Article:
14 October 2011

Book Sale

I just got back from the annual library book sale. Spent $39 (which is not too bad) on: Julia Child's cookbook and autobiography, a Snoopy book, "Eat, Pray, Love", xeriscape gardening, Cezanne, an illustrated biography of the Bront√ęs, Diana Wynne Jones, Pratchett, Brian Jacques, some classics, Sister Wendy's "Nativity", "The Happiness Project", "Twinkie, Deconstructed", a book on British food, one on Kokoschka, and a couple of YA fantasies. Eclectic tastes - who, me? Naaah...

I spent a couple of bucks on a great big cookbook, a four-pounder, on wine and food: "A Matter of Taste" by Lucy Waverman and James Chatto. I've had this very same copy checked out of the library when I was still working there; the flyleaf has our local branch code and "Jan. '10" scribbled on it in my handwriting (no, I wasn't vandalising it; it was part of my job to mark when the book came into the branch). I remember shelving it, more than once, and putting it out on display so that others would take it out, too. And eventually I must have sent it back to Headquarters for reallocating to another branch, or even for weeding out of the system. And then it ended up in the book sale for the likes of me to take home for good. It's the kind of book that would easily cost $50 new. Library discard sales are the bargain of the year.

Of course now you're wondering if I'm actually going to read all those books I bought. And the simple answer is: you-gotta-be-kidding! Well, the novels, I bought them because either I've read them and liked them and want them for my collection (e.g. "The Amazing Maurice and His Educated Rodents", a vintage-Pratchett spoof on the Pied Piper of Hamelin), or because they looked like they might be amusing. So those, yes, I'll read. Probably. Eventually. But the non-fiction, like the gardening or art books, I never read those. What I do with them is I look at the pictures ("[For] what is the use of a book," thought Alice, "without pictures or conversation?").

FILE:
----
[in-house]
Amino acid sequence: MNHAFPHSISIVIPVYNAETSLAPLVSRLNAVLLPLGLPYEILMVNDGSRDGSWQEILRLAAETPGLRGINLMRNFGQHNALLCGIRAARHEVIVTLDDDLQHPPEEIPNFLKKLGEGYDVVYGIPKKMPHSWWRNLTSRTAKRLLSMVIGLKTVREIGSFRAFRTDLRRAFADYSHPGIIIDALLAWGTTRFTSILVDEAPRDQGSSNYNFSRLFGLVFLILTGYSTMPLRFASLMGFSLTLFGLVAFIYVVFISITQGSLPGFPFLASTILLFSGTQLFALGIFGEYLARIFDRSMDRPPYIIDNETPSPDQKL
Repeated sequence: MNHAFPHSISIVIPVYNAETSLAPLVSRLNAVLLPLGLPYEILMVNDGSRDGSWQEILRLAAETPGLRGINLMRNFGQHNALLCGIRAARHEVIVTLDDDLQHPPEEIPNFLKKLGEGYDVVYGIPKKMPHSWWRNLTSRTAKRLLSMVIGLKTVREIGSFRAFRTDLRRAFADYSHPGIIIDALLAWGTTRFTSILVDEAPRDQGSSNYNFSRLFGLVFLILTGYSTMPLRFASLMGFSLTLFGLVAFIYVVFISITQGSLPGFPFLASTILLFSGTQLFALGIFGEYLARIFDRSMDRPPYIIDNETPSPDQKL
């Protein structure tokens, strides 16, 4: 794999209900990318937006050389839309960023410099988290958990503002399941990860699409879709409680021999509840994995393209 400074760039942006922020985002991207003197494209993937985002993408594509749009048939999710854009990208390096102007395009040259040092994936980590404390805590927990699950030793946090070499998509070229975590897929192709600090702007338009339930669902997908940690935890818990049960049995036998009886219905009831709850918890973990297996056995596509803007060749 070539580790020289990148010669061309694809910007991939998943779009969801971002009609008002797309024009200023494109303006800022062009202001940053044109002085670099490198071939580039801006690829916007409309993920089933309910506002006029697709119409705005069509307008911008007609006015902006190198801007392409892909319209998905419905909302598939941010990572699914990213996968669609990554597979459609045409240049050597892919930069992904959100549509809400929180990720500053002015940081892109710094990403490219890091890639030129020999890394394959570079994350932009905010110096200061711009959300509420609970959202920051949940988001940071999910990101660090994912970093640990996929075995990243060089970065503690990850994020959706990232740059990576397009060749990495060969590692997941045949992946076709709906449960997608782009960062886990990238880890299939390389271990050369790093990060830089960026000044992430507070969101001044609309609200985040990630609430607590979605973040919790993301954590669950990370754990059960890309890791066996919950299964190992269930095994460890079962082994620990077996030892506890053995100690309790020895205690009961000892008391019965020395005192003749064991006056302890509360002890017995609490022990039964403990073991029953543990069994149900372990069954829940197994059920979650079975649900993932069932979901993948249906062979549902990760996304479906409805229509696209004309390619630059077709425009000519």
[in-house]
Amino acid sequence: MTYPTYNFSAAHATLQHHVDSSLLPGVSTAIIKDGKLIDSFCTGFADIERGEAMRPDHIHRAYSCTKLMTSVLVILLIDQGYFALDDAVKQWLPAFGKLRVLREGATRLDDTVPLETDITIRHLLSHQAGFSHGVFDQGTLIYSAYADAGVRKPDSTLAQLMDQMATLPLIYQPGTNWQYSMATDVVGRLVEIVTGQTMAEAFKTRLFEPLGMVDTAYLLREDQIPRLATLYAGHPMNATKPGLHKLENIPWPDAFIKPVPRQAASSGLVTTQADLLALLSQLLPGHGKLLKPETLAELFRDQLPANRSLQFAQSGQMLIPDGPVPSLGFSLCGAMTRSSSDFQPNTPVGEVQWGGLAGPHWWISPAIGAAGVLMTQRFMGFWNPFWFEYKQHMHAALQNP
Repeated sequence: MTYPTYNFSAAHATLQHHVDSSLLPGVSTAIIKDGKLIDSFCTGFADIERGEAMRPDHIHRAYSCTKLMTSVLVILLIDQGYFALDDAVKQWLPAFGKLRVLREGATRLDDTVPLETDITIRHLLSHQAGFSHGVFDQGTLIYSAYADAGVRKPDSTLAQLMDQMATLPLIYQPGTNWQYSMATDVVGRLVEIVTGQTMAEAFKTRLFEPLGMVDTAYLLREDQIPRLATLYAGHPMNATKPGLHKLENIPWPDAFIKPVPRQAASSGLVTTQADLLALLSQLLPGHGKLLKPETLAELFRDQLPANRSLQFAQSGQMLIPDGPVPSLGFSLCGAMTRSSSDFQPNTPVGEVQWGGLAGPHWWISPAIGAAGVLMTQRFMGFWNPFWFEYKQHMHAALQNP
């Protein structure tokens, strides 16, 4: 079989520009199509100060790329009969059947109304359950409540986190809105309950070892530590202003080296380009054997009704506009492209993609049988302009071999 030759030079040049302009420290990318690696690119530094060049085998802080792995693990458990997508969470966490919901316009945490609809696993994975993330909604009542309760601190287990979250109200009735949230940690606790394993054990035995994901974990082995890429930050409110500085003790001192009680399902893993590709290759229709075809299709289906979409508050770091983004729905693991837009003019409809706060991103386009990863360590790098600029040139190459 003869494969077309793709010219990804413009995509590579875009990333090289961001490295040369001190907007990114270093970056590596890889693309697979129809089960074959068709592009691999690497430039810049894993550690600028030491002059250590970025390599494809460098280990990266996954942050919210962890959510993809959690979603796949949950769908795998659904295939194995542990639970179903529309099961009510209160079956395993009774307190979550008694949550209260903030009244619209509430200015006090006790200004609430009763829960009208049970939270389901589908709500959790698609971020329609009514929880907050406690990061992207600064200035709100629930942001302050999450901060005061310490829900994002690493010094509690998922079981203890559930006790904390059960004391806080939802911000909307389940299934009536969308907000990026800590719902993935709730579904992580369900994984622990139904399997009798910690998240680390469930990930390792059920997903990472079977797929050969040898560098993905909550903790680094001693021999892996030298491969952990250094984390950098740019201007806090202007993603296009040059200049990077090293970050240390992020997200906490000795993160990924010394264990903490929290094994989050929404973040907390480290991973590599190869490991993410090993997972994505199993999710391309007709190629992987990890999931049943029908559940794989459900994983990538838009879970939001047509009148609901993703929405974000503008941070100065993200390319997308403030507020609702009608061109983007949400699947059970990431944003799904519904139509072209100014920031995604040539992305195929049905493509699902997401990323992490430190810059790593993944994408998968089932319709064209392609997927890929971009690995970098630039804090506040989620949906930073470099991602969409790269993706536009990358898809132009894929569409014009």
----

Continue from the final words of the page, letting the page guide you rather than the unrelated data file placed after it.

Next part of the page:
Even the cookbooks, I rarely actually cook out of them. I just use them for inspiration. I look at the luscious photo of Red-cooked Chicken in Mandarin Pancakes, drool over the idea of Aragula and Gorgonzola Spread (what is Aragula, anyway? Is it any relation of Aragog, Hagrid's giant arachnid pet?), sigh at the thought of Chocolate Passion with Mango Lime Sauce - and then go and serve up yesterday's leftovers (albeit with the gleam of inspiration in my eye). I really don't need to cook my way through Julia Child's "Mastering the Art of French Cooking" and then write a blog about it; Julie Powell did an excellent job of that already.

Now, the real difficulty still lies ahead: where am I going to put my new acquisitions? I must build me bigger bookshelves... Library book sales are dangerous.

Life, the Universe, and library book sales. Live dangerously today.


  1. Did you notice an unusual lack of gardening books while you were there? That's because I was there Thursday morning and got them all. ;-) Oh, okay...I didn't really get them all but I did get a good number. When Scott went on Thursday after work he said he heard someone say that there were no more garden books to put out. We were wondering if there just weren't as many books this year. Did you notice that?

    Each year I always get books that I recently had out of the library and loved. I am always so surprised to see such good books sitting on tables for $1. Tempted to go back again today and I might if I end up going to the garden to do more composting. Plus I've only spent $12 so far so really I should go "support" the library some more. Right?

  2. Well, the one gardening one I got ("Dry-land Gardening") was from the "premium" section. I find they now put most of the really nice illustrated books there, and charge the outrageous sums of $2-5 for them. I didn't notice the lack of gardening books as much as the lack of art/craft books (pottery, soap making, painting etc).

    And, yeah, you only spent $12? What're you still doing at home? Get thee back to the sale!